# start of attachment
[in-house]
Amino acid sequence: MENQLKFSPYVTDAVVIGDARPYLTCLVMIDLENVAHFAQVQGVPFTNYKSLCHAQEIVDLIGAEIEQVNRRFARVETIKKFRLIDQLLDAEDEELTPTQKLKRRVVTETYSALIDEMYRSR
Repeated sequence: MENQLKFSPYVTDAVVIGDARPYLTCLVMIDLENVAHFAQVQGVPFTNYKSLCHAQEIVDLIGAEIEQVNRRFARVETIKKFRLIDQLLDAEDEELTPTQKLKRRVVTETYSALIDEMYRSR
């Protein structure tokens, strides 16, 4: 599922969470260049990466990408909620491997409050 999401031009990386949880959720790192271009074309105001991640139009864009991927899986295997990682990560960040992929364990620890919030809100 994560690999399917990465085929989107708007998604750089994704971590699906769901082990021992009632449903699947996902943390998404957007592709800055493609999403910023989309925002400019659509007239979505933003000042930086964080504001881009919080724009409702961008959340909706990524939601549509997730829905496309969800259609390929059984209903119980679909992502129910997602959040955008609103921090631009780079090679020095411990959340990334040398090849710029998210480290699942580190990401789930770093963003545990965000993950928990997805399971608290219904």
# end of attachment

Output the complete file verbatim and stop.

[in-house]
Amino acid sequence: MENQLKFSPYVTDAVVIGDARPYLTCLVMIDLENVAHFAQVQGVPFTNYKSLCHAQEIVDLIGAEIEQVNRRFARVETIKKFRLIDQLLDAEDEELTPTQKLKRRVVTETYSALIDEMYRSR
Repeated sequence: MENQLKFSPYVTDAVVIGDARPYLTCLVMIDLENVAHFAQVQGVPFTNYKSLCHAQEIVDLIGAEIEQVNRRFARVETIKKFRLIDQLLDAEDEELTPTQKLKRRVVTETYSALIDEMYRSR
């Protein structure tokens, strides 16, 4: 599922969470260049990466990408909620491997409050 999401031009990386949880959720790192271009074309105001991640139009864009991927899986295997990682990560960040992929364990620890919030809100 994560690999399917990465085929989107708007998604750089994704971590699906769901082990021992009632449903699947996902943390998404957007592709800055493609999403910023989309925002400019659509007239979505933003000042930086964080504001881009919080724009409702961008959340909706990524939601549509997730829905496309969800259609390929059984209903119980679909992502129910997602959040955008609103921090631009780079090679020095411990959340990334040398090849710029998210480290699942580190990401789930770093963003545990965000993950928990997805399971608290219904």